IT was news that capped a miserable start to 2018 for Chelsea striker Alvaro Morata.
The Spain squad was announced on Friday for the team's friendly matches against Germany and Argentina this month, and Morata's name was conspicuous by its absence.
Not so long ago, he was considered the first-choice striker for one of the favorites for the World Cup in Russia. Now he might not even be at the tournament.
Two days earlier, Chelsea played its biggest game of the season — the second leg of its Champions League last-16 matchup against Barcelona on Wednesday — and Morata was only on the bench, coming on for the final 23 minutes of a 3-0 loss at Camp Nou.
He has started as a substitute in each of Chelsea's last three games, seemingly now behind January signing Olivier Giroud and Eden Hazard in the pecking order of strikers at the club.
The 25-year-old Morata has yet to score in 12 matches in 2018, with his last goal coming 14 matches ago on Dec. 26 in a win over Brighton.
A summer move from Real Madrid to Chelsea for a club-record initial fee of £58 million (now US$80 million) was a supposed to be a defining one for Morata, making him the undisputed No. 1 striker at a top club for the first time.
Dropped by his club and now by his national team, it's not quite turning out as planned.
Doubts are resurfacing about his suitability to the rough-and-tumble nature of English soccer, considering he has never had a full season as a starting striker for any of his previous clubs, Real Madrid and Juventus.
He has had a couple of periods out this season with a back injury and has appeared shorn of confidence in front of goal in recent months, notably against Arsenal in the Premier League in early January when he botched three gilt-edged chances in a 2-2 draw.
Morata has previously spoken in interviews of his mental fragility and frustration at not being given a real chance at club level to prove his worth. Juventus goalkeeper Gianluigi Buffon said the striker had "negative thoughts" in his final months of his time at the Italian team.
They might have returned, given his goal drought this year.
"Maybe he could score on Sunday," Chelsea coach Antonio Conte said on Friday, speaking ahead of his team's FA Cup quarterfinal against Leicester.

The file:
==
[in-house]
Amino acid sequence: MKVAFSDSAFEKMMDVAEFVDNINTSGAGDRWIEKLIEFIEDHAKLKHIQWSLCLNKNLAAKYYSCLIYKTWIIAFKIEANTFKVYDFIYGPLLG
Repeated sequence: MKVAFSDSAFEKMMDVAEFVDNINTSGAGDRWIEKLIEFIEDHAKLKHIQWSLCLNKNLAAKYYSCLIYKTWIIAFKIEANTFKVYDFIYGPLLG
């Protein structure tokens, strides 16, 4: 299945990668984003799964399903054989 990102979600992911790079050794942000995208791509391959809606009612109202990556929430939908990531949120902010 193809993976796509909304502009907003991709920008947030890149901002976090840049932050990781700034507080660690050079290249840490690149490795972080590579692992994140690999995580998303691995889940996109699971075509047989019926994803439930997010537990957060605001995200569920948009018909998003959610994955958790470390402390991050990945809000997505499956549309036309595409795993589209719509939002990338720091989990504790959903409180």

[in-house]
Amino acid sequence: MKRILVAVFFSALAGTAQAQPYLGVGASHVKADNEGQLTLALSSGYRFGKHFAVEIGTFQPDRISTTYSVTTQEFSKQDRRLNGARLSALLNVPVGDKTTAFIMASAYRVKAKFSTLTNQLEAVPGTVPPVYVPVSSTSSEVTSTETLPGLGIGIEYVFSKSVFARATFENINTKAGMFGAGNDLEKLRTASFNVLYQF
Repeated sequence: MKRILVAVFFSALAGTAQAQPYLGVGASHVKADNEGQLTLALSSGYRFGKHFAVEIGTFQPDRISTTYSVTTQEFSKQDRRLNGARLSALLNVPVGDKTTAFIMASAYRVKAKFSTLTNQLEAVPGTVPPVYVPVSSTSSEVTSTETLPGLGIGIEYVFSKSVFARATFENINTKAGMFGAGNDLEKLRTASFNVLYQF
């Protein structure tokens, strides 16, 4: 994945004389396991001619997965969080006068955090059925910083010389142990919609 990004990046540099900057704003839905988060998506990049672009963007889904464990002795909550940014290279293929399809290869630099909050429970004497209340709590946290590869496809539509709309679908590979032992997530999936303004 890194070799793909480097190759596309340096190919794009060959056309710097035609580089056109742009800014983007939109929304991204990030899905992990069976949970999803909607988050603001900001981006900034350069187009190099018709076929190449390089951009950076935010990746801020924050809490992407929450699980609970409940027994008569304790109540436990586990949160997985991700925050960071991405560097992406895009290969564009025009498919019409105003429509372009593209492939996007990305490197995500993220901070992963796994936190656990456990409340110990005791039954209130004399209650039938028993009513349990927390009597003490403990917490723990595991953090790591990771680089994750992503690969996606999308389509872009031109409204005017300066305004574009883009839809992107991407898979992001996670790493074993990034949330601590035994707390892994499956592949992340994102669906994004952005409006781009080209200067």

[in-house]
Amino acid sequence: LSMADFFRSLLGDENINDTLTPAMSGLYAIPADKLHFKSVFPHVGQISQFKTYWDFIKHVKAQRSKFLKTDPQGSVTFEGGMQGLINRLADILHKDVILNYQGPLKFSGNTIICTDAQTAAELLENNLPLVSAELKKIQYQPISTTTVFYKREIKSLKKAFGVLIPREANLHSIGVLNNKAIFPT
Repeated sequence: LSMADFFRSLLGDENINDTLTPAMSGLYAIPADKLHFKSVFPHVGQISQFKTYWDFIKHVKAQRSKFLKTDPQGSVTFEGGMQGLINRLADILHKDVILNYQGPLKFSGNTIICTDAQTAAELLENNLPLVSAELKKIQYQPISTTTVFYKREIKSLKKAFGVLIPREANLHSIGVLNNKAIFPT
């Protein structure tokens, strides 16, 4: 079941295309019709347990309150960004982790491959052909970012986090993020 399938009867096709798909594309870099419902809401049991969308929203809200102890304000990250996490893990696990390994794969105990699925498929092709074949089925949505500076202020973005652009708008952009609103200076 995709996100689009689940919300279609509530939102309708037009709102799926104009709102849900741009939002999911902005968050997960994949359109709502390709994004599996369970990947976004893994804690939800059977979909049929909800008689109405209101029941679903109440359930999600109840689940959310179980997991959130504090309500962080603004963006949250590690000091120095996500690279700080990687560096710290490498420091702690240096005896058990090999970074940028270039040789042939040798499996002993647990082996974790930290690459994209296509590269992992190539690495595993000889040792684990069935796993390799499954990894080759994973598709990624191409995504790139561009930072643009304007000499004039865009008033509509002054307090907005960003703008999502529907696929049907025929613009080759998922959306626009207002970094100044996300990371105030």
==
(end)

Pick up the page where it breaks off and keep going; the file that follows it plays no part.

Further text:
It was hardly convincing, and who knows if Morata will even be picked?
Giroud, signed from Arsenal on the final day of the January transfer window, has been linking up well with Hazard and Willian in recent games. And the Leicester game shouldn't be seen as just a chance for Conte to give some game time to his fringe players — the FA Cup is Chelsea's last opportunity for a trophy this season.
"We played Barcelona, but we've had a whole week to recover and rest," Conte said. "For this reason, I'll pick the best solution for Sunday's game."
Spain coach Julen Lopetegui highlighted Morata's "physical problems" in explaining why the striker had been left out.
"He remains in our thoughts and his chances of going to the World Cup remain intact," Lopetegui said. "He will have an extraordinary end to his season and will have great numbers to make it to the World Cup."
Yet Lopetegui can count on Diego Costa, who was called up on Friday for the first time in more than nine months having been overlooked in that period because he couldn't play with Atletico Madrid until the team's transfer ban from FIFA ended in January.
There's a certain irony on Costa's return at the expense of Morata, seeing that Chelsea bought Morata as a replacement for Costa.
Conte is unlikely to give up on Morata — after all, he was a big driver in getting the player to Stamford Bridge and finally being able to work with him. In 2014 when Juventus coach, Conte set up the transfer of Morata to the Italian club from Madrid, only to resign a few days before the move was completed to take over as Italy coach.
Maybe Chelsea will see the best of Morata next season, his second in the Premier League. Yet that might be too late to salvage his World Cup place. And who knows, Conte might not be at Chelsea then.